Journal cover Journal topic
Biogeosciences An interactive open-access journal of the European Geosciences Union
Journal topic
Volume 13, issue 16
Biogeosciences, 13, 4659–4671, 2016
https://doi.org/10.5194/bg-13-4659-2016
© Author(s) 2016. This work is distributed under
the Creative Commons Attribution 3.0 License.
Biogeosciences, 13, 4659–4671, 2016
https://doi.org/10.5194/bg-13-4659-2016
© Author(s) 2016. This work is distributed under
the Creative Commons Attribution 3.0 License.

Research article 19 Aug 2016

Research article | 19 Aug 2016

Inorganic carbon cycling and biogeochemical processes in an Arctic inland sea (Hudson Bay)

William J. Burt1,2, Helmuth Thomas1, Lisa A. Miller3, Mats A. Granskog4, Tim N. Papakyriakou5, and Leah Pengelly1 William J. Burt et al.
  • 1Department of Oceanography, Dalhousie University, Halifax, Nova Scotia, Canada
  • 2Department of Earth, Ocean and Atmospheric Sciences, University of British Columbia, Vancouver, British Columbia, Canada
  • 3Institute of Ocean Sciences, Fisheries and Oceans Canada, Sidney, British Columbia, Canada
  • 4Norwegian Polar Institute, Fram Centre, 9296 Tromsø, Norway
  • 5Centre for Earth Observation Science, University of Manitoba, Winnipeg, Manitoba, Canada

Abstract. The distributions of carbonate system parameters in Hudson Bay, which not only receives nearly one-third of Canada's river discharge but is also subject to annual cycles of sea-ice formation and melt, indicate that the timing and magnitude of freshwater inputs play an important role in carbon biogeochemistry and acidification in this unique Arctic ecosystem. This study uses basin-wide measurements of dissolved inorganic carbon (DIC) and total alkalinity (TA), as well as stable isotope tracers (δ18O and δ13CDIC), to provide a detailed assessment of carbon cycling processes within the bay. Surface distributions of carbonate parameters reveal the particular importance of freshwater inputs in the southern portion of the bay. Based on TA, we surmise that the deep waters in the Hudson Bay are largely of Pacific origin. Riverine TA end-members vary significantly both regionally and with small changes in near-surface depths, highlighting the importance of careful surface water sampling in highly stratified waters. In an along-shore transect, large increases in subsurface DIC are accompanied by equivalent decreases in δ13CDIC with no discernable change in TA, indicating a respiratory DIC production on the order of 100 µmol kg−1 DIC during deep water circulation around the bay.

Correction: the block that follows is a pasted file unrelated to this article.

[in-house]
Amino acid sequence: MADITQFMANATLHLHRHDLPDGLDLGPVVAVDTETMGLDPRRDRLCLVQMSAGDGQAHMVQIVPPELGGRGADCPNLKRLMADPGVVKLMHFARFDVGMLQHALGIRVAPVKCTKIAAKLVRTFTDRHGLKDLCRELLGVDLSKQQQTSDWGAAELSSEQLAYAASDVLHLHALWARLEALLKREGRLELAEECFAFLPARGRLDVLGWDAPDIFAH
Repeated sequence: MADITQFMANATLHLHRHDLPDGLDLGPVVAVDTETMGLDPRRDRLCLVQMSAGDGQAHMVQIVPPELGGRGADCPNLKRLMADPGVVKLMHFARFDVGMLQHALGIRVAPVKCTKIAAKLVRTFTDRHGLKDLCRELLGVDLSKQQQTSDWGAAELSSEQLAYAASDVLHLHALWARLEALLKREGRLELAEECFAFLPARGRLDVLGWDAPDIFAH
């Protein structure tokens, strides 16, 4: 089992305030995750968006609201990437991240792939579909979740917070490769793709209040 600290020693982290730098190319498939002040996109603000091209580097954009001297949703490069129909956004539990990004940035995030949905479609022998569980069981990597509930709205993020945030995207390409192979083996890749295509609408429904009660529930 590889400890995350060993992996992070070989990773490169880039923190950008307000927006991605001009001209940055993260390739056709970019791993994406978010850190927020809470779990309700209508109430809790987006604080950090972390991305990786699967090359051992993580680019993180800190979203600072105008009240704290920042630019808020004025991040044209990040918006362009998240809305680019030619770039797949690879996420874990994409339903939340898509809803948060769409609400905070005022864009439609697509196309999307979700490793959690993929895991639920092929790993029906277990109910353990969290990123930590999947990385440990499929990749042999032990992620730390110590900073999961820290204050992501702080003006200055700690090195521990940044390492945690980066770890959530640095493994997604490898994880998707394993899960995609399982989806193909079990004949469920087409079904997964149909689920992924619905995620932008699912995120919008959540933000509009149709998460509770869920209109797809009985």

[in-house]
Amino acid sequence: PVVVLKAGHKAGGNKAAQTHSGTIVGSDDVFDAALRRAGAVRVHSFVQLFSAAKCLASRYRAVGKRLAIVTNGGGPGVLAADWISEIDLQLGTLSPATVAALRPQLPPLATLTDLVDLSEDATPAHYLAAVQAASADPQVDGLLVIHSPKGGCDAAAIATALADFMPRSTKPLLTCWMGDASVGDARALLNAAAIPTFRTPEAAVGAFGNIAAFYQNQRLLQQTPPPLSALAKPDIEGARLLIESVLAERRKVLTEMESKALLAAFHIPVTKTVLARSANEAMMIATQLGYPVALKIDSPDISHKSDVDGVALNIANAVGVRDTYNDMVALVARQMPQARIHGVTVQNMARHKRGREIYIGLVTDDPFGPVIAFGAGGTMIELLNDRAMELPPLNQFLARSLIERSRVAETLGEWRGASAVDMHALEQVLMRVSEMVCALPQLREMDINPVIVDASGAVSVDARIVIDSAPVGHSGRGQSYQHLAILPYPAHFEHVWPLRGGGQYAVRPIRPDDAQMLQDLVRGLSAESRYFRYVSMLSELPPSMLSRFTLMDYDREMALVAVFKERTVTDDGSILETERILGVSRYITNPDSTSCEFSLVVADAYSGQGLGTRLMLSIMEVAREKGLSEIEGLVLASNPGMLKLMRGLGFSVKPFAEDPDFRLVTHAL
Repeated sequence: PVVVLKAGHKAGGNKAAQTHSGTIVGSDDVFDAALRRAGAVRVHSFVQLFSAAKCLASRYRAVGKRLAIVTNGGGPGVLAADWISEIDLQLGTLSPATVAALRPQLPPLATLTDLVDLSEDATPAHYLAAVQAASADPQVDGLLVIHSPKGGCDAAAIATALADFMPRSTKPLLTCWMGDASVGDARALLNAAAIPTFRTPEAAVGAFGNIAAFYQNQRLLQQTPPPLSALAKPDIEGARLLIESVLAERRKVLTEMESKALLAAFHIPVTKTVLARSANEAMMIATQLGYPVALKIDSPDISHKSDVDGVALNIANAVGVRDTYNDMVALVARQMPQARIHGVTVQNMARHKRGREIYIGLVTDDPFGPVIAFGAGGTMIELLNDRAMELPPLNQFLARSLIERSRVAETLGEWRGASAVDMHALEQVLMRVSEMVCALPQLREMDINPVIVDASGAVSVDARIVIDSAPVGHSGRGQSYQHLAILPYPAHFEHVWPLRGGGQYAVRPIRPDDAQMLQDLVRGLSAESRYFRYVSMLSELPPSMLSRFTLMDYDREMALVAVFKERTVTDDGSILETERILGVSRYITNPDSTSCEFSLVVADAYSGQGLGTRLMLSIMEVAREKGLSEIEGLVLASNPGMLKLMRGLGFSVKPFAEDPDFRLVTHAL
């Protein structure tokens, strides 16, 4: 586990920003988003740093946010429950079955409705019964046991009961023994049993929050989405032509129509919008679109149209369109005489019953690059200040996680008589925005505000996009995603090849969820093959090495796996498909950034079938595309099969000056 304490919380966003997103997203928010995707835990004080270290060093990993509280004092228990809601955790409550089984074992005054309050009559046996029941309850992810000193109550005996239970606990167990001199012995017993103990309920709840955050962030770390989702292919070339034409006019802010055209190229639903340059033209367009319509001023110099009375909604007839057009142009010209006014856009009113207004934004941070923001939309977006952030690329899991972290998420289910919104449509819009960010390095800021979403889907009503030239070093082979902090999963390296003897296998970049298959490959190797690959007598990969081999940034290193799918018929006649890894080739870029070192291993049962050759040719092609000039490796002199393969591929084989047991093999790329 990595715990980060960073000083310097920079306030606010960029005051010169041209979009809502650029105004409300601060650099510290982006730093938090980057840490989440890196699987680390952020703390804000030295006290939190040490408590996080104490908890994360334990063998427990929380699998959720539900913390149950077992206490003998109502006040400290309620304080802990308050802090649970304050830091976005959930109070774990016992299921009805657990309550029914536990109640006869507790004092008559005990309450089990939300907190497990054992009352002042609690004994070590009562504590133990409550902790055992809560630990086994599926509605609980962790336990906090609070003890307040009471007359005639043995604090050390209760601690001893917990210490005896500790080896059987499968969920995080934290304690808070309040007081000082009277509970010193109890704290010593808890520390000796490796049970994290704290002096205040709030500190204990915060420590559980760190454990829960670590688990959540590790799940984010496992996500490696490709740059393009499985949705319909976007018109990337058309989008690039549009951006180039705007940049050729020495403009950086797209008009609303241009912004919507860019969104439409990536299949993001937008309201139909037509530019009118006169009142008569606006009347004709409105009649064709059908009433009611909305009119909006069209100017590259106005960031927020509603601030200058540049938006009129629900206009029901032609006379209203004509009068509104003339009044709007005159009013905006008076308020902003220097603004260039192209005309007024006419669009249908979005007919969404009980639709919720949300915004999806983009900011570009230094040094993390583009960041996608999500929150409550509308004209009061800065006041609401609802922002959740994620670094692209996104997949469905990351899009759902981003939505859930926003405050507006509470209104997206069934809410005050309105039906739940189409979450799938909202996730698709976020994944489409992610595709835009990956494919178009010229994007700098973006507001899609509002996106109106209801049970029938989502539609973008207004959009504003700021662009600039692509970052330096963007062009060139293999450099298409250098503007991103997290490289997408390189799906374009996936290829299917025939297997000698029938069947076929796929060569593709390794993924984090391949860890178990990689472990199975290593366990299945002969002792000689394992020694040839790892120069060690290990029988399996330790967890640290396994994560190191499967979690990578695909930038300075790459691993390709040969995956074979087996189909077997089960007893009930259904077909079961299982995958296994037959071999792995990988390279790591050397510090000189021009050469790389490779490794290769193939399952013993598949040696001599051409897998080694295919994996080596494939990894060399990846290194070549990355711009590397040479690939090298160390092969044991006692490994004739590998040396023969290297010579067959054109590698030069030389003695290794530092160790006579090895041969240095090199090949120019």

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This study assesses the state of the carbon cycle in Hudson Bay, an ecologically important region of the Canadian Arctic. Results show that river input, sea-ice melt, biological activity, and general circulation patterns all have significant, and regionally dependent, impacts on the carbon cycle. The study also highlights the importance of detailed sampling procedures in highly stratified waters, and reveals that the deep Hudson Bay is primarily filled with waters of Pacific origin.
This study assesses the state of the carbon cycle in Hudson Bay, an ecologically important...
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